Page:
Four good things

Today’s guest picture is that very rare thing, a picture from Mrs Tootlepedal’s camera.  It shows the world’s finest baby in the arms of her paternal grandfather yesterday.


After a short spell of rain yesterday, the weather returned to being kind and the sun was shining again today.  We hung around until we had got some news of Clare’s progress which was ‘good but not out of the woods yet’ and then we set out for a short pedal.

Before we left, I took a short tour of the garden…


…and stared out of the kitchen window.

A redpoll trying to compete with the tulips for colour.

As far as the cycling went, the strain of being a grandmother was too much for Mrs Tootlepedal and she turned for home after three miles.  The wind may have had something to do with it too.  She made up for the brief nature of the ride by picking up some more of the never ending litter on her way home.

I pedalled on another three miles to the top of Callister and enjoyed a wind assisted return, stopping from time to time to take pictures of wild flowers at the roadside…l



…and moss and lichen on the field walls.


There is a wonderful variety to be seen.
red lichen
I don’t know what this vivid orange  stuff is.  It was so bright that I thought that it was paint at first.

When I got home, Dropscone dropped in to report that he had been for an extended and hillier version of the morning run and  he very kindly presented me with a cauliflower which he had purchased at a very reasonable price.  I ate it for my tea later in the day.

After lunch, Sandy came round and following a suggestion from my friend Bruce, we went off with Mrs Tootlepedal for a walk along the Liddel Water.  This required a drive across the hill to Newcastleton and then a short extension to Kershopefoot.

Kershopefoot is the spot where the border between England and Scotland comes down from the hills, following the course of the Kershope Burn and joins the Liddle Water.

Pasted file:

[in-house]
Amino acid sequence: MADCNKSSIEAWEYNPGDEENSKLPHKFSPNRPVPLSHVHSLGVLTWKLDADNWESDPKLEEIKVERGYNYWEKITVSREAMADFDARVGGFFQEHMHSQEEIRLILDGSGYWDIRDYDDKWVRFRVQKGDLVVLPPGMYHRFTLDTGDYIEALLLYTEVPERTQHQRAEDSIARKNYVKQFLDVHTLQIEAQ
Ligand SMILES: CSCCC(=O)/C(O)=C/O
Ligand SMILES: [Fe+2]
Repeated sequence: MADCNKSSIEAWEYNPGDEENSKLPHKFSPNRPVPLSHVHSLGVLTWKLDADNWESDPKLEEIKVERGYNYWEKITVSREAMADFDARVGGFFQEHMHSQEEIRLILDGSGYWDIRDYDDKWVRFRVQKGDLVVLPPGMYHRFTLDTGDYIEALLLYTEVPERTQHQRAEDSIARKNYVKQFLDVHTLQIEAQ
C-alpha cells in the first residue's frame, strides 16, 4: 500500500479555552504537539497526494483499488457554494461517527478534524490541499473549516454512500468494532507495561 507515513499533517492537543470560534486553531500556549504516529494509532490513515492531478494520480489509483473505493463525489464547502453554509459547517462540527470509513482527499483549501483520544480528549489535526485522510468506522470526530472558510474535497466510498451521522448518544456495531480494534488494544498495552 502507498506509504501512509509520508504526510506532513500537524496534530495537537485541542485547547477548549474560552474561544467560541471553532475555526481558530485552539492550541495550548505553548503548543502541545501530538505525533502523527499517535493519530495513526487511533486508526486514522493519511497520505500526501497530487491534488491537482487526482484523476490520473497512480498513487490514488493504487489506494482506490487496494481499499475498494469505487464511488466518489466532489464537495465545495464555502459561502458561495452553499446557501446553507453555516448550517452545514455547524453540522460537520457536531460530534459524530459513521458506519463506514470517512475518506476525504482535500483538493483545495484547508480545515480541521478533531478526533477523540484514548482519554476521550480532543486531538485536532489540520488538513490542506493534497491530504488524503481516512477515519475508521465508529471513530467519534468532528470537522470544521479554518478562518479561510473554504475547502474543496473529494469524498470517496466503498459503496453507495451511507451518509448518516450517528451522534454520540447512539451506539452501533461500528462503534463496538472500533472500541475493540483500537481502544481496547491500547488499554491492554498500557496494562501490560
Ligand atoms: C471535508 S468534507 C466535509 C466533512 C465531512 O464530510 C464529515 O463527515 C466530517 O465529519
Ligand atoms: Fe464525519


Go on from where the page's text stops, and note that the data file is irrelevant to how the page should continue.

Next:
Kershope Burn
The Kershope Burn is a small stream to carry such a large responsibility.

We crossed the border on this new bridge.

Kershopefoot bridge

Our route took us along the English side of the Liddel Water.  It was a warm day but not sunny and the walking was very pleasant.  We had many things to look at as we went along.  There were signs of spring.





River views.



Views across the river of the Scottish side.

Liddel view
The sun was shining in Scotland but not in England



We didn’t get a very close view of this bird and wondered if it was some sort of sandpiper.  Information gratefully received if any reader can help us.

For the photographically interested, I took all the pictures on the walk with my Nikon J1 compact camera but used an F1 mount with a 300mm lens to take the bird above.  It gives a lot of zoom power but because it doesn’t have a view finder it is hard to hold the camera steady and look at the screen.  I will have to carry a tripod if I want to use it seriously.

Bruce had tempted us into taking the walk by sending me a picture of a rustic bench on the riverside.  A reader had thought it looked uncomfortable so Mrs Tootlepedal and Sandy tried it out when we came to it.